Chelsea's Jose Mourinho admits admiration for 'fast and direct' Wayne Rooney but refuses to discuss transfer while he's contracted to Manchester United

Mourinho says Rooney is a player he 'likes very much' and believes that his own time away from the Premier League has made him a better manager

Jose Mourinho has spoken once more of his admiration for Wayne Rooney but insisted he will not discuss any potential deal for the striker as long as he remains a Manchester United player.

Mourinho was speaking during Chelsea’s pre-season tour of Asia, admitting that Rooney is a player he “likes very much” after the striker was forced home from United’s similar tour of Asia with a hamstring injury.

Rooney has been linked with a move to both Chelsea and Arsenal as well as Real Madrid and Paris St-Germain, but David Moyes has insisted that the England striker will be staying at Old Trafford.

“It’s a funny trick question,” Mourinho said.

“From an ethical point of view I can not speak about other team’s players. But I won’t speak with hypocrisy. It’s not in my nature.  I always speak what I think.

“He is a player I like very much but I can’t say much more. He is fast and direct and I like him. But he is a Manchester United player.”

Mourinho speaks from experience following the furore that surrounded his pursuit of Ashley Cole from Arsenal during his first spell at the club.

The Blues boss was fined £200,000 after he was accused of tapping-up the left-back as he attempted to sign the defender in 2005, although he eventually got his man in a fair deal in 2006.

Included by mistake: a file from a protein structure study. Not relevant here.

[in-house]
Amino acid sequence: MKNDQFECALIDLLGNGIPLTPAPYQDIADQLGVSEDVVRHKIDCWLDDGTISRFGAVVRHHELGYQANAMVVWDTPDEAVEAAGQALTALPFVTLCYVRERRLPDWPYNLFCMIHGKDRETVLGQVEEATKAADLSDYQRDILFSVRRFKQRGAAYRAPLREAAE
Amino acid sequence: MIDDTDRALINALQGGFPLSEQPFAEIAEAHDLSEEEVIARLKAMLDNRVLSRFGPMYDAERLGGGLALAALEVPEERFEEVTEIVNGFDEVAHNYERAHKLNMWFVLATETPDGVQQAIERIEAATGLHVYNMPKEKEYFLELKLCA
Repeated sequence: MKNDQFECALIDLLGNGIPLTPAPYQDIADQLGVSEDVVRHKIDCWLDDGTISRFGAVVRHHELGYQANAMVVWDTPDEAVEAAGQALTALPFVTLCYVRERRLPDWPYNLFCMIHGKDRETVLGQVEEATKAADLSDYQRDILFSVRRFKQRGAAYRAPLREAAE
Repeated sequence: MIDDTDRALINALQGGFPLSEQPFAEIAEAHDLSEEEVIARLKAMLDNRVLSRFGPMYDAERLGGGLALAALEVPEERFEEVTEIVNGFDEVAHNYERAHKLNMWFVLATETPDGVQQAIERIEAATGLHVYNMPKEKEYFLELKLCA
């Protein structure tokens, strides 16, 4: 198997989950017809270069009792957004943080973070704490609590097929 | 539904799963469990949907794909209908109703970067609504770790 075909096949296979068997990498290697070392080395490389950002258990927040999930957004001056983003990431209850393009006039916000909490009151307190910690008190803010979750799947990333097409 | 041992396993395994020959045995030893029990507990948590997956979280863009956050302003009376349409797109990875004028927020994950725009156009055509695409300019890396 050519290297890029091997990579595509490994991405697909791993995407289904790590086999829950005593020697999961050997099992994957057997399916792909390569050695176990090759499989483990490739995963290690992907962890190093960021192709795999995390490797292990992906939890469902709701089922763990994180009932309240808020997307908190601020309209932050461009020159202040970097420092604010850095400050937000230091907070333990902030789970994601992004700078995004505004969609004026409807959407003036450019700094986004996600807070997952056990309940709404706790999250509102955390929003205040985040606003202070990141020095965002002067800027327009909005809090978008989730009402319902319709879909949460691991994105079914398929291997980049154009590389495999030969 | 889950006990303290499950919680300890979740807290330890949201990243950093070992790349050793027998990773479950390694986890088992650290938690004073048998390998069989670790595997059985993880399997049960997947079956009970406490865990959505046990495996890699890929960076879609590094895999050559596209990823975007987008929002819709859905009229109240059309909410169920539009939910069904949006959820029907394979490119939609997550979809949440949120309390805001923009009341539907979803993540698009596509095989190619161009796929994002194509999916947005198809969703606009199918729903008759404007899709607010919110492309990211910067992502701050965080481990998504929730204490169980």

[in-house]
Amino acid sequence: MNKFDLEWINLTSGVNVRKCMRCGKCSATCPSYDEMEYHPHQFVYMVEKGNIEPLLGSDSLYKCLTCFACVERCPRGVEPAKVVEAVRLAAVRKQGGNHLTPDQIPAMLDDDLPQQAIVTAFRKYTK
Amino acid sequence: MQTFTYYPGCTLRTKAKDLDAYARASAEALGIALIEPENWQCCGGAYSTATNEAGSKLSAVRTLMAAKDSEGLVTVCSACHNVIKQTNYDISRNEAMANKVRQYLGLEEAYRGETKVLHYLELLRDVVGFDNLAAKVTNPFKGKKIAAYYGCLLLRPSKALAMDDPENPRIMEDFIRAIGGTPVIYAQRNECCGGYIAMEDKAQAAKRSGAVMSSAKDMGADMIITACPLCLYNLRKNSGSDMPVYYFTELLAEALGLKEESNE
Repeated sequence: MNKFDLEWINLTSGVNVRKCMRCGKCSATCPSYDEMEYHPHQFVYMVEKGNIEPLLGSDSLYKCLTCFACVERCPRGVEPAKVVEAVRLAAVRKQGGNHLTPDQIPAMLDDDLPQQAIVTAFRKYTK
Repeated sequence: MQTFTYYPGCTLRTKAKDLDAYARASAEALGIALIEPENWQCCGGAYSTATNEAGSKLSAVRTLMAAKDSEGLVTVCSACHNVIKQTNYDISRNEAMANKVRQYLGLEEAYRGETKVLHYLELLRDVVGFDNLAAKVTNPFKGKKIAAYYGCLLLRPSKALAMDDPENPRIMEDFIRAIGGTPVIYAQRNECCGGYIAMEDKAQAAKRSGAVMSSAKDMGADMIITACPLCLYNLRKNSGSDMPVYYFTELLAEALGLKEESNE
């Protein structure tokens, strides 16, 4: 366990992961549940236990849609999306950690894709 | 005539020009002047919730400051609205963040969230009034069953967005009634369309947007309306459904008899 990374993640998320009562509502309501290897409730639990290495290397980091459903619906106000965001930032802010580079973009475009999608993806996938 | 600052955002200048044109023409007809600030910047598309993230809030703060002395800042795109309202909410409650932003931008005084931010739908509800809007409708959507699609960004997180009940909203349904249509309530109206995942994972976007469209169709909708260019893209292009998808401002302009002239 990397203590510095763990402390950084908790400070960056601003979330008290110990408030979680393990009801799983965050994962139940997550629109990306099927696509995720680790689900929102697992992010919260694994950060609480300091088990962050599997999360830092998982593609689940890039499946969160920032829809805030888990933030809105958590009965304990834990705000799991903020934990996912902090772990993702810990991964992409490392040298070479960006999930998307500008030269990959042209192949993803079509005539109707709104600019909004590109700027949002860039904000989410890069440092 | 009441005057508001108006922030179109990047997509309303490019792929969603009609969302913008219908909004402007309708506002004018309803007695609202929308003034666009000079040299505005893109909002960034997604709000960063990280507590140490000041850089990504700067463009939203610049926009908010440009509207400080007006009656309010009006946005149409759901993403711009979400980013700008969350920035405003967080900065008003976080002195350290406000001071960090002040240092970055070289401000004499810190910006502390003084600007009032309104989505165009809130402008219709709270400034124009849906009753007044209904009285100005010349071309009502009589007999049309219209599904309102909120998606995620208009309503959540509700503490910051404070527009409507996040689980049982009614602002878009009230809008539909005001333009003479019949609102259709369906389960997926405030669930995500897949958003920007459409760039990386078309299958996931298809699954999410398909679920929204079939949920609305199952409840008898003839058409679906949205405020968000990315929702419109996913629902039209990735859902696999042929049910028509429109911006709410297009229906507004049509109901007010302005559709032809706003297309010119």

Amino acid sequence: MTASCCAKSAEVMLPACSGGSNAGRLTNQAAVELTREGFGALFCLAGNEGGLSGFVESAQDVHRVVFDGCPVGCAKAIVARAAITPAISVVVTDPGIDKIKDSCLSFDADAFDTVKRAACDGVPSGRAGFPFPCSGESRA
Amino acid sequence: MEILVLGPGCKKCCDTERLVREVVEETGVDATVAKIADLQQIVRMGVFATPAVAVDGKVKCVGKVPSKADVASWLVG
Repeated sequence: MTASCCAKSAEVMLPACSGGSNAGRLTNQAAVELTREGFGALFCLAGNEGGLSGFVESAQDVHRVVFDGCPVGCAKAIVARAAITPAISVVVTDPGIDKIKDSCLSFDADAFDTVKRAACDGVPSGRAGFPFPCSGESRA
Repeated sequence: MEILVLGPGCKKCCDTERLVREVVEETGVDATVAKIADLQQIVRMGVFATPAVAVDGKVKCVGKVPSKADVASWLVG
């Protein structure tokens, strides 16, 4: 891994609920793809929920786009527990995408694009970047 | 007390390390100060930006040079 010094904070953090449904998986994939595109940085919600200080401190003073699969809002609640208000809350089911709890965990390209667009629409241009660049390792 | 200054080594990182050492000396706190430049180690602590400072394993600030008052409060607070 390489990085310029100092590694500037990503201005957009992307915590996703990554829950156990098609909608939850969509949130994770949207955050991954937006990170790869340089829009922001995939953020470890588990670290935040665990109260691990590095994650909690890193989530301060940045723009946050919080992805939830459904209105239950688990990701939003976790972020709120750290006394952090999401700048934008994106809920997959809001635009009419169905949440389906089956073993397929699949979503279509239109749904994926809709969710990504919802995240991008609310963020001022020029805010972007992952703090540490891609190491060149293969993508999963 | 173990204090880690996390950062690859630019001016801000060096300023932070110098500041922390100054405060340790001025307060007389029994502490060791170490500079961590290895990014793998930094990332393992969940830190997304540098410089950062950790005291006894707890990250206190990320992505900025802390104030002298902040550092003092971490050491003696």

The Portuguese admits that he is more experienced now than he was then, and that his time abroad has made him a better manager today.

“I am better now,” he admitted. “Experience matters a lot and age and my years around Europe – two years in Italy and three in Spain – makes me better coach. I am in better condition than I was last time.

“I have some white hairs but in my case that’s a good sign. It means I am better now than before. I am still very sad and unhappy when my team doesn’t win, it's up to the players to help me get the results that I want and I need. This means much more than a football club. It’s more than being a professional. It means a lot.”

Have you tried new the Independent Digital Edition apps?
Caption competition
Caption competition
Latest stories from i100
Have you tried new the Independent Digital Edition apps?

Bleacher Report

Daily Quiz
Independent Dating
and  

By clicking 'Search' you
are agreeing to our
Terms of Use.

Day In a Page

The difference between America and Israel? There isn’t one

The difference between America and Israel? There isn’t one

Netanyahu knows he can get away with anything in America, says Robert Fisk
Families clubbing together to build their own affordable accommodation

Do It Yourself approach to securing a new house

Community land trusts marking a new trend for taking the initiative away from developers
Head of WWF UK: We didn’t send Cameron to the Arctic to see green ideas freeze

David Nussbaum: We didn’t send Cameron to the Arctic to see green ideas freeze